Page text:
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Tuesday, July 10, 2018

1917-06-14 Ted (Kid) Lewis ND10 Jack Britton [St. Nicholas Arena, New York, NY, USA]

1917-06-15 New York Tribune (New York, NY) (page 13)
Lewis Outpoints Britton in Fast Ten-Round Bout
Ted Kid Lewis, of England, won the twelfth of the series of bouts with Jack Britton, the welterweight champion of the world, at the St. Nicholas Rink last night.

Lewis had the better of six rounds; two, the fifth and sixth, were clearly Britton's, and the first and seventh could be called even without injuring either man's reputation.

In spite of the many rehearsals between this pair, the bout last night was sensationally fast, particularly the fourth and eighth rounds, when Lewis had Britton jarred from one-two punches to the jaw. Jack fought back fiercely, and the crowd roared approval as the men battled chest to chest in midring.

Lewis did his best work at long range, nailing Britton with stiff straight lefts to the face. Several times, too, Ted caught Jack on the side of the jaw with wicked right chops that spun the champion right around on his feet.

1917-06-15 The Brooklyn Daily Eagle (Brooklyn, NY) (page 10)

Ted (Kid) Lewis fought a great battle against Jack Britton of Chicago in the St. Nicholas Rink last night, but Teddy weakened toward the end and Britton was entitled to the decision. In the first three rounds of battling Lewis was the aggressor, but the Englishman's punches were missing, and the ones that did not miss were blocked by the holder of the welterweight title. When the men came into the ring Joe Humphries announced that Britton had weighed in at 146½, while Lewis had tipped the beam at 144¼ pounds.

It was evident from the start that the fight was to be fast. Both men plunged in, and though Lewis looked to be battling hard, Britton's cleverness offset the Englishman's rushes. But at that Ted managed to land enough blows to get a lead in the first four rounds. From then on there was a different aspect to the battle. Britton began to fight. The manner in which he punched Lewis' body caused Jimmy Johnson's champion to weaken. The craftiness of Britton was very evident.

From the fifth to the end of the ninth rounds it was Britton's fight. He managed to block or get away from the punches aimed at him, and at the infighting game he was the master. In the last round Lewis made a rally, but it was not enough to give him the verdict. Except for a badly puffed nose on the part of Lewis, both fighters were unmarked at the last.

1917-06-15 The Evening Telegram (New York, NY) (page 10)
Lewis Beats Jack Britton in Ten Rounds
With four rounds to his credit in his ten round bout Thursday night at St. Nicholas Rink against Jack Britton, the world's champion welterweight, Ted (Kid) Lewis earned the verdict inasmuch as his opponent garnered but three of the sessions while in a like number they broke even. The winner tallied the first, second, third and tenth, while the Chicago boxer scored in the fifth, sixth and ninth.

Britton was probably the more effective when he got home, but the peppery Lewis was a particularly busy proposition in a majority of the sessions. He proved an adept at holding immediately following his frequent landing of leads and swings, many of which, however, landed around his man's neck.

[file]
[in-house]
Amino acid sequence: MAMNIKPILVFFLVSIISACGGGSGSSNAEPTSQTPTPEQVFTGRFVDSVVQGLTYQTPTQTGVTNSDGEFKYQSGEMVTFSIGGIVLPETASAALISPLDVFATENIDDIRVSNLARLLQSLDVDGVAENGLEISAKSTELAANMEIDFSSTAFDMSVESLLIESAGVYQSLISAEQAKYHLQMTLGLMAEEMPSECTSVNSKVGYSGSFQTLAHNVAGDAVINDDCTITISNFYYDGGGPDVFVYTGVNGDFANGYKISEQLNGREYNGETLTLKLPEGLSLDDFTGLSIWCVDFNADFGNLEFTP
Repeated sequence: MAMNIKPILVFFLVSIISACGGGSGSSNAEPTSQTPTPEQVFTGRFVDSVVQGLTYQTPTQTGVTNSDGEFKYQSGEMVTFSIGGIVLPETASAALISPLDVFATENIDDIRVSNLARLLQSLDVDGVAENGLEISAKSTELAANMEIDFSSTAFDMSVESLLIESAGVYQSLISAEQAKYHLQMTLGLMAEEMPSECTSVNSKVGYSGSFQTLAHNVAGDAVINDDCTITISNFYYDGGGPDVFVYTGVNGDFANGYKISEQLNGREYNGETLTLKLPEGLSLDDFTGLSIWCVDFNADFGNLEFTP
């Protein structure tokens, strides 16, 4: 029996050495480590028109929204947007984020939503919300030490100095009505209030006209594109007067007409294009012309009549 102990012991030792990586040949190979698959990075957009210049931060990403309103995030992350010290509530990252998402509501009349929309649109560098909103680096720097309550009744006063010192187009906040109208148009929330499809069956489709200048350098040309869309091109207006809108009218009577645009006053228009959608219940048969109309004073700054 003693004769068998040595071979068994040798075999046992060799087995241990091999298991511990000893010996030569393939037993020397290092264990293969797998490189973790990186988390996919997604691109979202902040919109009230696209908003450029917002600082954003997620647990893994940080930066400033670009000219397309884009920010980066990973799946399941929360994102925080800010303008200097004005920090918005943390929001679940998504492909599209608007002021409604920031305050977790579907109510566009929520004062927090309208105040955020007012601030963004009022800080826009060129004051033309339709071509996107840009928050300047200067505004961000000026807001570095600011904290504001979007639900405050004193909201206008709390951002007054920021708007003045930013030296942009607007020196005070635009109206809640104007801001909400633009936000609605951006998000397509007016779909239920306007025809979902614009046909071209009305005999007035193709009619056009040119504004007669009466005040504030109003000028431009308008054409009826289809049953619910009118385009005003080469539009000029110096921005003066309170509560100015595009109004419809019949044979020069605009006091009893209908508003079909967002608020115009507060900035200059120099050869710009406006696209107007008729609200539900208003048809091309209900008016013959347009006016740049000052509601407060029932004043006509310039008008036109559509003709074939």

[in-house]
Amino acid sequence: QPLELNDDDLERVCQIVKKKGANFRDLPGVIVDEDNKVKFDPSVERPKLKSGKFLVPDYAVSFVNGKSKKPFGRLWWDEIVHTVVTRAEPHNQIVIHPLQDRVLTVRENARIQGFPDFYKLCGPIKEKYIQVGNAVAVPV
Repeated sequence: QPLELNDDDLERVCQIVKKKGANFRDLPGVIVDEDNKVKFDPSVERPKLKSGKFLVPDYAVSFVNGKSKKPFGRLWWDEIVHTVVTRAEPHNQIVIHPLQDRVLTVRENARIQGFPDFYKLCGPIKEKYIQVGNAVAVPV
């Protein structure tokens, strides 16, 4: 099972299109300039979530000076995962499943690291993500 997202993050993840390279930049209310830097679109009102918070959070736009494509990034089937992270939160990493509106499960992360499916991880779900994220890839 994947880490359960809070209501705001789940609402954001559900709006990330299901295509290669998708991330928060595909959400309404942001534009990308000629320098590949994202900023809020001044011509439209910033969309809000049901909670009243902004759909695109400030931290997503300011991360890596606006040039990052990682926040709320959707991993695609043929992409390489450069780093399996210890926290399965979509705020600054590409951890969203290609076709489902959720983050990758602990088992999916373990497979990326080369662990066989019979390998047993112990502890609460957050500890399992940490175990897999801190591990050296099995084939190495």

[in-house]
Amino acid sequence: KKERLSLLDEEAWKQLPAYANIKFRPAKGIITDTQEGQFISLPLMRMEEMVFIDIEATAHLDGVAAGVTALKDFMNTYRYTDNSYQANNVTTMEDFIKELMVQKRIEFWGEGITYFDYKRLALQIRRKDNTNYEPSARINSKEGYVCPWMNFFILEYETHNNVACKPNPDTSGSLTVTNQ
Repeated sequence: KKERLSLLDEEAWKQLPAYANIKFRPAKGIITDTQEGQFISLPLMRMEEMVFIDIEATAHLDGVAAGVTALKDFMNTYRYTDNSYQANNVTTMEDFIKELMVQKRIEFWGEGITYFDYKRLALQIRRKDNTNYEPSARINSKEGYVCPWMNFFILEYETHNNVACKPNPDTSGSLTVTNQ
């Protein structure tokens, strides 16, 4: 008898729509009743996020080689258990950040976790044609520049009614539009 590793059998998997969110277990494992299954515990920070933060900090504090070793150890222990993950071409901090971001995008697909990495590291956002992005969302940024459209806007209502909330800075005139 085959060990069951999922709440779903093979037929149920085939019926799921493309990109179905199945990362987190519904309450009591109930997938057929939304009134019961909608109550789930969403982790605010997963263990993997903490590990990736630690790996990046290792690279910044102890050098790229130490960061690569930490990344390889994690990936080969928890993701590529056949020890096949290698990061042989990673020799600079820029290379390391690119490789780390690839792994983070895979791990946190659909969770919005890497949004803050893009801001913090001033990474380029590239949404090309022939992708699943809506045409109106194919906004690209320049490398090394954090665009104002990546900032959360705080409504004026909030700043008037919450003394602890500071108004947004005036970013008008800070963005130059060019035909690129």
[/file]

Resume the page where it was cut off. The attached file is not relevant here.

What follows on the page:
The champion fought in his usual nonchalant, "don't give a rap whether I'm outpointed or not" style and appeared "under wraps" most of the time. At other times he was most effective with his right hook to the body, which was apparently not relished by the Englishman. Britton's jabs at times had plenty of steam behind them, but there was not that continuation of effort seen which is felt to be in his makeup, but which is so seldom seen in his battles.

There was no period when either was in any serious difficulty. The men have met so frequently that in all likelihood each knows every move of the other. There were some well staged mix-ups which had the partisans of each on edge yelling for each to deal out a finishing punch, but that appears to be as far off as when they first engaged in battle, which was some dozen bouts or so back. With honors even coming into the concluding session there was a deal of ineffective mixing which looked fierce enough with the only result that in this instance Lewis was the one to come off with whatever honor is involved in getting the verdict.

1917-06-15 The Evening World (New York, NY) (page 16)
R. Edgren's COLUMN
Britton and Lewis Box Fast Draw at St. Nicholas Rink.
Copyright, 1917, by The Press Publishing Co.
(The New York Evening World.)

Jack Britton, now generally recognized as the welterweight champion of the world and Ted Lewis, who claims the European title, are at liberty to play the rest of their circuit. Their twelfth bout, or their one hundred and fifty-sixth round of boxing, was fought last night at the St. Nicholas Rink and at the finish the question of supremacy was as much in the air as ever. It was a good, fast draw.

Lewis didn't put over his promised knockout, but it wasn't because he didn't try. Countless times during the evening he swung his right with all his might, and if he didn't entirely miss landing he only managed to graze Jack's head, the clever local boxer always "riding away" with the punches.